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Athenian hotels checked for quake damage

All hotels in the general Athens area were inspected by state technicians within days after the earthquake that struck the greater Athens<.> area during mid-afternoon of September 7. All were found to be completely safe, says the Hellenic Tourism Organization`s secretary general, Evgenios Yiannakopoulos. He said the inspections were held in close cooperation with the Athens Hoteliers` Association.
At the same time, Culture Minister Elizabeth Papazoi and her ministry`s secretary general, Lina Mendoni, visited museums and archaeological sites in the Athens area immediately after the quake.
All were found sound, but some problems were encountered at the National Archaeological Museum. Ms. Papazoi said she would keep the museum closed for several days so a full report to be drawn up on the situation.
Apparently, some parts of the walls of the building developed cracks. As well, a number of urns of a medium and small size rolled over and broke.
No problems were found at the Acropolis and its museum, although a number of small pieces fell from one of the Parthenon`s pillars, and from the Propylae.
Small-scale problems appeared at the Ancient Market museum, which are being addressed. The museum, however, opened a day after the quake as Archaeological Service employees repaired the damage. The Tzistaraki mosque in Monastiraki Square also was damaged slightly.
No problems were discovered at the Kerameikos, Elefsina and Kanellopoulos museums and at the archaeological sites at the Ancient Market, Kerameikos, Elefsina, Olympeio Adrian`s Arch and Kapnikarea.
Meanwhile, the Olympic Games Athens 2004 Committee`s managing director Costas Bakouris denied reports that there will be changes in the location of the planned Olympic Village site, as a result of Tuesday`s earthquake.
The Olympic Village will be constructed in the Acharnes Basin, said Mr. Bakouris, complete with special features able to withstand earthquakes. No changes in location are planned.
No damages were detected in the existing facilities, he added, which will be used either for the athletic events or training, nevertheless special teams of experts will examine all structures in detail until we have a complete picture of the situation.

All hotels in the general Athens area were inspected by state technicians within days after the earthquake that struck the greater Athens<.> area during mid-afternoon of September 7. All were found to be completely safe, says the Hellenic Tourism Organization`s secretary general, Evgenios Yiannakopoulos. He said the inspections were held in close cooperation with the Athens Hoteliers` Association.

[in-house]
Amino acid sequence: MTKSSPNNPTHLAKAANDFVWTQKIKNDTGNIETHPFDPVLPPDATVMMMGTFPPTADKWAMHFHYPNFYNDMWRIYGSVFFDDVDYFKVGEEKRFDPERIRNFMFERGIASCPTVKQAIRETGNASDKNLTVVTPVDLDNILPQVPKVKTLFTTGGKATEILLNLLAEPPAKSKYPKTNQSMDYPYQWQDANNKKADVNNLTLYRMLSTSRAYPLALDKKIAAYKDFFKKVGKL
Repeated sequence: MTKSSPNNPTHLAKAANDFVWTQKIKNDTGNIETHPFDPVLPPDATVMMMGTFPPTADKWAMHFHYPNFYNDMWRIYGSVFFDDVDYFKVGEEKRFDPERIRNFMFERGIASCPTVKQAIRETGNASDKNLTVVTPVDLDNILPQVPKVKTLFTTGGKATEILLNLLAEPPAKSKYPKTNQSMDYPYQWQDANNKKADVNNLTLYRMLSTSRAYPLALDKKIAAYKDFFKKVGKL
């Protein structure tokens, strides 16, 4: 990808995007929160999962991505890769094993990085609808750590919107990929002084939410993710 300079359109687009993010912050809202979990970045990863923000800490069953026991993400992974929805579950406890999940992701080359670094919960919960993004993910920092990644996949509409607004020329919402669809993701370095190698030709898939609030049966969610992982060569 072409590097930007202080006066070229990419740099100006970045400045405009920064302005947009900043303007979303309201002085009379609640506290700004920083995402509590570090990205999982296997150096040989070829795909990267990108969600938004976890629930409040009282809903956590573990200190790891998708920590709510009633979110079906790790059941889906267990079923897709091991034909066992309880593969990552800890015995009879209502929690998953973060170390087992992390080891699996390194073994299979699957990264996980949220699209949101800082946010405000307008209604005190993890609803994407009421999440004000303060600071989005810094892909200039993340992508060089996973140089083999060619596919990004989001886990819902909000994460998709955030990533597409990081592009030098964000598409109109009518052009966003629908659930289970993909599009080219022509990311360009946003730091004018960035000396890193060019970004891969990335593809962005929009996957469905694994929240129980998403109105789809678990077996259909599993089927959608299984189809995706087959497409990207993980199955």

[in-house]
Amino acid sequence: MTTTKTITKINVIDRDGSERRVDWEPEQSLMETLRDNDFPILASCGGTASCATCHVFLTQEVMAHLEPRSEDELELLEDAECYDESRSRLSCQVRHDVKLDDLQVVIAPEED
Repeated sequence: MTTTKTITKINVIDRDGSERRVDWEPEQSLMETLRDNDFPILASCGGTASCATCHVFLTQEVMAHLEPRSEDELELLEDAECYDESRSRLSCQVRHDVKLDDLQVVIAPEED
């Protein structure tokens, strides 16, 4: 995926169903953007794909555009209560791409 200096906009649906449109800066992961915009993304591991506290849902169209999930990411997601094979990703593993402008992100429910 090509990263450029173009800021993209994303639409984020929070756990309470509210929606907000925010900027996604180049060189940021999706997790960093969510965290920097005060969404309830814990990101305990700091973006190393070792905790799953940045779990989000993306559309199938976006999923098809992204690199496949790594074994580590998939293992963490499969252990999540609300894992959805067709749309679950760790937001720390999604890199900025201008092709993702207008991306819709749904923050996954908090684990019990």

At the same time, Culture Minister Elizabeth Papazoi and her ministry`s secretary general, Lina Mendoni, visited museums and archaeological sites in the Athens area immediately after the quake.

All were found sound, but some problems were encountered at the National Archaeological Museum. Ms. Papazoi said she would keep the museum closed for several days so a full report to be drawn up on the situation.

Apparently, some parts of the walls of the building developed cracks. As well, a number of urns of a medium and small size rolled over and broke.

No problems were found at the Acropolis and its museum, although a number of small pieces fell from one of the Parthenon`s pillars, and from the Propylae.

Small-scale problems appeared at the Ancient Market museum, which are being addressed. The museum, however, opened a day after the quake as Archaeological Service employees repaired the damage. The Tzistaraki mosque in Monastiraki Square also was damaged slightly.

No problems were discovered at the Kerameikos, Elefsina and Kanellopoulos museums and at the archaeological sites at the Ancient Market, Kerameikos, Elefsina, Olympeio Adrian`s Arch and Kapnikarea.

Meanwhile, the Olympic Games Athens 2004 Committee`s managing director Costas Bakouris denied reports that there will be changes in the location of the planned Olympic Village site, as a result of Tuesday`s earthquake.

The Olympic Village will be constructed in the Acharnes Basin, said Mr. Bakouris, complete with special features able to withstand earthquakes. No changes in location are planned.

No damages were detected in the existing facilities, he added, which will be used either for the athletic events or training, nevertheless special teams of experts will examine all structures in detail until we have a complete picture of the situation.

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